Léon Spilliaert is riveting in Lausanne and more…

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“Fisherman’s wife on the pontoon”, 1909, collection Mu.ZEE, long term private loan, photo Hugo Maertens, Cedric Verhelst, Steven Decroos

The French used to go to Switzerland to ski and to check their bank accounts. Now they go for the exhibitions. Last week end saw a series of brilliant openings in Geneva, Lausanne, Montricher and Basel and the train from Paris was fun to ride  as you met art curators and collectors, all eager to see the enlarged ArtGenève show which was attended by a variety of galleries including Magnum, Ratton-Ladrière, Templon and Thaddaeus Ropac. I personally loved the Léon Spilliaert exhibition at Fondation de l’Hermitage in Lausanne until May 29. This Belgian painter from Ostende is unknown to many people who have not seen his retrospective in 2020 at musée d’Orsay where I discovered his work. He is definitely worth the trip… And so is the  Colette exhibition at Fondation Jan Michalski, a writer’s retreat in the country side. I did not get to the Wayne Thiebaud show at Fondation Beyeler but did visit the new museums of plateforme 10 by the Lausanne train station and sadly learned there about Thierry Barbier-Mueller‘s sudden death at 62 on January 24. His collection of chairs is displayed at Musée du Design mudac with a sound installation by Bob Wilson . Read More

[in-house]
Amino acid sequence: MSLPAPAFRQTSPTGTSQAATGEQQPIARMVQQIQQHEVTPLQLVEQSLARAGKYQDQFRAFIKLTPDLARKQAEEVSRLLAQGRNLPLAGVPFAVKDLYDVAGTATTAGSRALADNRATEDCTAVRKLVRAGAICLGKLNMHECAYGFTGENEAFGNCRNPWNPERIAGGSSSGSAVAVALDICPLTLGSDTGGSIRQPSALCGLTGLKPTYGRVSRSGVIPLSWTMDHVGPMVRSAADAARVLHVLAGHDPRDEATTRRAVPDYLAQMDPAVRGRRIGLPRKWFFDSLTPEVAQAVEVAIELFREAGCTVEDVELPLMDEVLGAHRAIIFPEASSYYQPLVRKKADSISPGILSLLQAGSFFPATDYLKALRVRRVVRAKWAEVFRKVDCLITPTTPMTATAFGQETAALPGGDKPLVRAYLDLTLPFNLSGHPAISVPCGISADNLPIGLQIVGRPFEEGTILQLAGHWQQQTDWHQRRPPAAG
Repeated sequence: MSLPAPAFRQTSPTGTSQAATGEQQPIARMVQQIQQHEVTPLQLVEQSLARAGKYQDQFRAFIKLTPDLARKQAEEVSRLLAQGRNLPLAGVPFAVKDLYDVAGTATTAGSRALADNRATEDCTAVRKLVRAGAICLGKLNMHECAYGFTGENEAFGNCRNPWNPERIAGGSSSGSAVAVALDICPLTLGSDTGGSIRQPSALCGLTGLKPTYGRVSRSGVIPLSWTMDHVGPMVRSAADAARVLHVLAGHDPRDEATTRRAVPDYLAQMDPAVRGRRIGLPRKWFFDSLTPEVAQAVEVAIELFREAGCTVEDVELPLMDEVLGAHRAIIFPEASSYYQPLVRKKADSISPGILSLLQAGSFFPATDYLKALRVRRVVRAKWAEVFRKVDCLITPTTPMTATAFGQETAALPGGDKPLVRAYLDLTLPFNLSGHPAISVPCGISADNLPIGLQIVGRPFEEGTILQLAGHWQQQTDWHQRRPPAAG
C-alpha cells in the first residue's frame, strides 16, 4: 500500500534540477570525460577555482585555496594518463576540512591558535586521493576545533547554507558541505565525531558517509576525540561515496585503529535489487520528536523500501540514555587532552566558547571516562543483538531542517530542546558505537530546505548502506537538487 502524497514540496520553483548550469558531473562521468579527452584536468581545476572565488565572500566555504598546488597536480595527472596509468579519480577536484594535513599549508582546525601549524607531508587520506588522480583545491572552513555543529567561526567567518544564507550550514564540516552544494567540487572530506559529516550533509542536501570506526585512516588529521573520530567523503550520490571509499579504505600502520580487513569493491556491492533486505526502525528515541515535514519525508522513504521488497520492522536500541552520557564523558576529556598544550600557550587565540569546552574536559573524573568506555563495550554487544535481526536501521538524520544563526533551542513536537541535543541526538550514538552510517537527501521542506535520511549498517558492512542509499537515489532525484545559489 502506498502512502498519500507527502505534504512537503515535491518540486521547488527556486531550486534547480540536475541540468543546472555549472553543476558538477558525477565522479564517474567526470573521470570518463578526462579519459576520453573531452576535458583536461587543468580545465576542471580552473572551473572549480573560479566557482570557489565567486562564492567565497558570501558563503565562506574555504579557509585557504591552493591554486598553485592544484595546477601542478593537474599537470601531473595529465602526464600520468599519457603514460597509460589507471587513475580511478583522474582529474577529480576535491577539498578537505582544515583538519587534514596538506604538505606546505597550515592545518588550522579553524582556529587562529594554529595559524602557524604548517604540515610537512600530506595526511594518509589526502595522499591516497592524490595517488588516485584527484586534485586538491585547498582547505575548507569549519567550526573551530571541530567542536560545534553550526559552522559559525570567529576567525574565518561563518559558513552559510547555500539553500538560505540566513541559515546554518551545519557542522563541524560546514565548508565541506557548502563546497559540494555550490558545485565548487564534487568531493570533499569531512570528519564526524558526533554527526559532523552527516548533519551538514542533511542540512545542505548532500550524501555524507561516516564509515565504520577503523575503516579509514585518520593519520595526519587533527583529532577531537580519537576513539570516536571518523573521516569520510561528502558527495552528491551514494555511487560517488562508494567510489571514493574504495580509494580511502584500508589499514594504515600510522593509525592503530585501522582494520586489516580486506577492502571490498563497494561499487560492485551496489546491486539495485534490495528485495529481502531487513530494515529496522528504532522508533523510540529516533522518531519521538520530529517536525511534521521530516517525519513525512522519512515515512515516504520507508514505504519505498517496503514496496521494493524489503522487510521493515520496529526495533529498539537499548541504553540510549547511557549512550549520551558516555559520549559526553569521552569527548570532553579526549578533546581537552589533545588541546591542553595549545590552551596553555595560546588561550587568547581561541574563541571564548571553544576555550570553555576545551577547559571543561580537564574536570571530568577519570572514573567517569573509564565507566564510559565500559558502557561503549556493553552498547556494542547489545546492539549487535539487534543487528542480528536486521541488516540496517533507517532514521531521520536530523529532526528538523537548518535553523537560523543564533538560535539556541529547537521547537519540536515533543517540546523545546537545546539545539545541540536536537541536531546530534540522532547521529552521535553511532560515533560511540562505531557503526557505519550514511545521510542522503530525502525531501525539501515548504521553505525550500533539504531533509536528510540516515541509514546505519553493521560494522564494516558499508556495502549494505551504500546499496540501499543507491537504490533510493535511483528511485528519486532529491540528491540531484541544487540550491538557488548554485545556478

Ugo Rondinone dances with Hodler and Vallotton in Geneva

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Ferdinand Hodler, “Warrior with Halberd”, “Young warrior holding a spade with two hands” and eight more pillars 1895-1896, “Rhythmic space” by Ugo Rondinone, photo Stefan Altenburger